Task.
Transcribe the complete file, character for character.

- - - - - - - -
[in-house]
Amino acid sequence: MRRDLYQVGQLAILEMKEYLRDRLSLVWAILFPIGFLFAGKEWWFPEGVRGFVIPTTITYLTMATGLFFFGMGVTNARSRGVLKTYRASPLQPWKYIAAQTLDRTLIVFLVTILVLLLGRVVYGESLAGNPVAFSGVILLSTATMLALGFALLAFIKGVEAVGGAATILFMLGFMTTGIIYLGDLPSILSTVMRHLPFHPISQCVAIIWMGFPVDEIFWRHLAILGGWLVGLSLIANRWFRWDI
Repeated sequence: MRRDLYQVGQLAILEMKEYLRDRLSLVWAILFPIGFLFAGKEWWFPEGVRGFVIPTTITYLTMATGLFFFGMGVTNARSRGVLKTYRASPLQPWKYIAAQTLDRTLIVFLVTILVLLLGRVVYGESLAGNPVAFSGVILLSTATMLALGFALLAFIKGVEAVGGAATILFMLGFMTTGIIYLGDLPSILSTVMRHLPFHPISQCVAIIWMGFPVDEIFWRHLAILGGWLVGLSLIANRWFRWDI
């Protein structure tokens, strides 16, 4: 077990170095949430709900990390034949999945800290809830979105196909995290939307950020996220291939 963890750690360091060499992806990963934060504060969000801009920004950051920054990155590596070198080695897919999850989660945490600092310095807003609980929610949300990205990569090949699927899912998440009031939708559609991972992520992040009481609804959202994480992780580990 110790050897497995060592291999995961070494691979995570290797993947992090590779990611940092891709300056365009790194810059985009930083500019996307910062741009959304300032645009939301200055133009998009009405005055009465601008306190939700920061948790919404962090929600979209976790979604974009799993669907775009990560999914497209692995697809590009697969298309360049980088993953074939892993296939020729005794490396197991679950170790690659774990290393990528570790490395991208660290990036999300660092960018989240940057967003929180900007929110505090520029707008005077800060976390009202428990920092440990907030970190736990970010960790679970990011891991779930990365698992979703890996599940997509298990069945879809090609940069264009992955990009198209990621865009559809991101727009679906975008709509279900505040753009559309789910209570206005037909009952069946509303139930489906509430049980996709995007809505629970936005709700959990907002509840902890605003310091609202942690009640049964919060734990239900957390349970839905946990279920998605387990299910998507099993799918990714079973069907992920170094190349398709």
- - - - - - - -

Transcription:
[in-house]
Amino acid sequence: MRRDLYQVGQLAILEMKEYLRDRLSLVWAILFPIGFLFAGKEWWFPEGVRGFVIPTTITYLTMATGLFFFGMGVTNARSRGVLKTYRASPLQPWKYIAAQTLDRTLIVFLVTILVLLLGRVVYGESLAGNPVAFSGVILLSTATMLALGFALLAFIKGVEAVGGAATILFMLGFMTTGIIYLGDLPSILSTVMRHLPFHPISQCVAIIWMGFPVDEIFWRHLAILGGWLVGLSLIANRWFRWDI
Repeated sequence: MRRDLYQVGQLAILEMKEYLRDRLSLVWAILFPIGFLFAGKEWWFPEGVRGFVIPTTITYLTMATGLFFFGMGVTNARSRGVLKTYRASPLQPWKYIAAQTLDRTLIVFLVTILVLLLGRVVYGESLAGNPVAFSGVILLSTATMLALGFALLAFIKGVEAVGGAATILFMLGFMTTGIIYLGDLPSILSTVMRHLPFHPISQCVAIIWMGFPVDEIFWRHLAILGGWLVGLSLIANRWFRWDI
């Protein structure tokens, strides 16, 4: 077990170095949430709900990390034949999945800290809830979105196909995290939307950020996220291939 963890750690360091060499992806990963934060504060969000801009920004950051920054990155590596070198080695897919999850989660945490600092310095807003609980929610949300990205990569090949699927899912998440009031939708559609991972992520992040009481609804959202994480992780580990 110790050897497995060592291999995961070494691979995570290797993947992090590779990611940092891709300056365009790194810059985009930083500019996307910062741009959304300032645009939301200055133009998009009405005055009465601008306190939700920061948790919404962090929600979209976790979604974009799993669907775009990560999914497209692995697809590009697969298309360049980088993953074939892993296939020729005794490396197991679950170790690659774990290393990528570790490395991208660290990036999300660092960018989240940057967003929180900007929110505090520029707008005077800060976390009202428990920092440990907030970190736990970010960790679970990011891991779930990365698992979703890996599940997509298990069945879809090609940069264009992955990009198209990621865009559809991101727009679906975008709509279900505040753009559309789910209570206005037909009952069946509303139930489906509430049980996709995007809505629970936005709700959990907002509840902890605003310091609202942690009640049964919060734990239900957390349970839905946990279920998605387990299910998507099993799918990714079973069907992920170094190349398709």